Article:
This amazing article explains how two usability consultants responded when they went into a hospital to interview website users and discovered that patients and families were not even really engaging with the website, because it didn't occur to them.
So they threw away their preconceived notions and went with the real stories of the people using the service, and developed a proper patient engagement strategy including things like sending a follow-up email with reliable sources of information and links to videos of people talking about their experiences with cancer.
They did this by creating a safe space for people to talk about what was often the worst day of their lives, and they really listened to people's emotions.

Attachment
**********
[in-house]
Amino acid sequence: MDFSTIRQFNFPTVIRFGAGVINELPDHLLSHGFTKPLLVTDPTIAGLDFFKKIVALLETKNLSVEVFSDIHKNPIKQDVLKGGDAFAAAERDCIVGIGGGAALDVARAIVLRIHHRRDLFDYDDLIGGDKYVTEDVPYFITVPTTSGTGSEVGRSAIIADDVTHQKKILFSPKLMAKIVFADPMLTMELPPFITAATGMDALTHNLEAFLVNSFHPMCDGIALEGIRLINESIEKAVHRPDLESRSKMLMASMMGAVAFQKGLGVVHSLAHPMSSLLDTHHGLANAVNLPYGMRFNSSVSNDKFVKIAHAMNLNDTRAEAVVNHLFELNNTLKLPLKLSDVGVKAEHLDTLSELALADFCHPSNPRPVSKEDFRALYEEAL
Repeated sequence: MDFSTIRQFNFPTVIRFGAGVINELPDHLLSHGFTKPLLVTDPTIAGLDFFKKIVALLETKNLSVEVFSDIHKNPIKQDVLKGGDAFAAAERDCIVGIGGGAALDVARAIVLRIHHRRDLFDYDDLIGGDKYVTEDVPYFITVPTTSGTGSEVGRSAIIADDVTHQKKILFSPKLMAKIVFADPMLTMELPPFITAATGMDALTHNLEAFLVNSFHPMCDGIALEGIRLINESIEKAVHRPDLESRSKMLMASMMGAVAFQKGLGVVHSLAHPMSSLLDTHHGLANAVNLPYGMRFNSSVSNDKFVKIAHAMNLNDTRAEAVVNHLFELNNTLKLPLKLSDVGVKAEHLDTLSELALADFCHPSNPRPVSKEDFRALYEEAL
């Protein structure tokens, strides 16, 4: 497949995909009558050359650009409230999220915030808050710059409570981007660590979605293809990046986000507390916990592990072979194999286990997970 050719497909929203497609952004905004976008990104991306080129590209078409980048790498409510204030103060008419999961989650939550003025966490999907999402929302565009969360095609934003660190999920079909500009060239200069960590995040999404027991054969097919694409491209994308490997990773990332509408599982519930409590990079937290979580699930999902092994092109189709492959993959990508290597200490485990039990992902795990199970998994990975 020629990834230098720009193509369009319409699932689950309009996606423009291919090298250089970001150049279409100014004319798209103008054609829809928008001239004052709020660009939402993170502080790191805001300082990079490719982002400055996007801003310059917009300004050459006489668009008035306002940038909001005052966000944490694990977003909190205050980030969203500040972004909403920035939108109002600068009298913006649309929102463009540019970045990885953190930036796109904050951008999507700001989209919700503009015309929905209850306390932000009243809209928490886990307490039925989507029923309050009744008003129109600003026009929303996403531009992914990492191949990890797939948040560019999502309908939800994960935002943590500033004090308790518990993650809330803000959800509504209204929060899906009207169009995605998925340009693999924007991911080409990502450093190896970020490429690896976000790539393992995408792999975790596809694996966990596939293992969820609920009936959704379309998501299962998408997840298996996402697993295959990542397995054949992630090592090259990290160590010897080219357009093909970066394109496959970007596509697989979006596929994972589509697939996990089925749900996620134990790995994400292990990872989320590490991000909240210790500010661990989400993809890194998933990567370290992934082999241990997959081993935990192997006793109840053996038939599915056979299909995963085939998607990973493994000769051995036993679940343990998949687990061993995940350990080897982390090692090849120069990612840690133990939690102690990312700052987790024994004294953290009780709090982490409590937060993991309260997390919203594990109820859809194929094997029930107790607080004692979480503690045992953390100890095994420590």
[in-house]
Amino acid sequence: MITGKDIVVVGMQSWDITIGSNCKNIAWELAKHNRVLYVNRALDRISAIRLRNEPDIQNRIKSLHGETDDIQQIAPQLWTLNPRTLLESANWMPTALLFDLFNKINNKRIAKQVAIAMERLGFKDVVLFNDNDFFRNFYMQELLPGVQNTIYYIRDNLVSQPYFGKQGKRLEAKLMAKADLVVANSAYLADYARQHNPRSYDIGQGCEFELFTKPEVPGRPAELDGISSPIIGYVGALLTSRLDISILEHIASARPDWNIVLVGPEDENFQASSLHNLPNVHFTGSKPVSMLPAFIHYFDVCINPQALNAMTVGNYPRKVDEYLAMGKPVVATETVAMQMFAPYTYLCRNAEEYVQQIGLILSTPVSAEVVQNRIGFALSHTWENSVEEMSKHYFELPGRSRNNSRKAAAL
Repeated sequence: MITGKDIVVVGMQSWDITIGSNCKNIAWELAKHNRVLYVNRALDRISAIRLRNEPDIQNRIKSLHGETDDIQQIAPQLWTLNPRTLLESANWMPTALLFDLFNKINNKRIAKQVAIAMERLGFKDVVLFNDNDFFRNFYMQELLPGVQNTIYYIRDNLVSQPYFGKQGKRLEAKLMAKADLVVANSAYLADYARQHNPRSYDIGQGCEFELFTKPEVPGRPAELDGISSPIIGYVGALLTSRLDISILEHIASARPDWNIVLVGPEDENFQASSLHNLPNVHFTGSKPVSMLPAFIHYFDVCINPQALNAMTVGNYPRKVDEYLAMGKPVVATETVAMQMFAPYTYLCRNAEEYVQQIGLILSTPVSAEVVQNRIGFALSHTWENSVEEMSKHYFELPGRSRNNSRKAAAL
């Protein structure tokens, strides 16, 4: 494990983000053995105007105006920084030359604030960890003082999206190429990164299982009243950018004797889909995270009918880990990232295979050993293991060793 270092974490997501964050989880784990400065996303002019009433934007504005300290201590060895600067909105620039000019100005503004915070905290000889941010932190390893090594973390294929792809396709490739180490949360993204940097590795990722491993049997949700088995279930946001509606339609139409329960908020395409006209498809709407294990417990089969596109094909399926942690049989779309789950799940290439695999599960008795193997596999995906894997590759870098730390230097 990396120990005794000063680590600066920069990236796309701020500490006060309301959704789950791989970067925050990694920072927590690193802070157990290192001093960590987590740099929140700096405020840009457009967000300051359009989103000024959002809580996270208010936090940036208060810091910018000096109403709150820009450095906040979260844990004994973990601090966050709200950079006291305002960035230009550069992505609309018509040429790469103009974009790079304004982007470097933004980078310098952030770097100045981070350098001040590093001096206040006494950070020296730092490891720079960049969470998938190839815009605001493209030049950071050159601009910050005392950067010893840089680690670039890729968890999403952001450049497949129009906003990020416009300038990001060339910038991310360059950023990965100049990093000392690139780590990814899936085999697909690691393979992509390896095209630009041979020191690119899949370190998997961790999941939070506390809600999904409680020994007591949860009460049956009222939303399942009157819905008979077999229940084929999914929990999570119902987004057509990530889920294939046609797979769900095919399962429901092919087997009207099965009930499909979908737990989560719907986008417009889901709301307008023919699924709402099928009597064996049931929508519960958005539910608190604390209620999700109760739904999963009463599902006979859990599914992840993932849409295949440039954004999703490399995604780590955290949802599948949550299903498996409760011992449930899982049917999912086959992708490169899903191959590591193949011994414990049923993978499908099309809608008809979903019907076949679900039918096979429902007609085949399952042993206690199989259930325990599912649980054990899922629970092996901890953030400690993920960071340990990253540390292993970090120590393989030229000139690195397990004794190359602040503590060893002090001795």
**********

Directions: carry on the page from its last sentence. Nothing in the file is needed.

We sometimes forget that customers are human beings and human beings are driven by emotion, especially during critical life events. Prior to walking into the interview room we’d thought we might unearth some hidden problems around parking at the ER, navigating the hospital, and, of course, issues with the website content. But those issues were so eclipsed by all of the emotions surrounding a hospital visit that they came to seem irrelevant. Not being able to find parking at the ER is annoying, but more important was not knowing what you were supposed to do next because you’d just been told you have cancer, or because you feared for your child’s life. By digging deeper into this core insight, we were able to provide recommendations that went beyond websites, and instead took the entire human experience into account.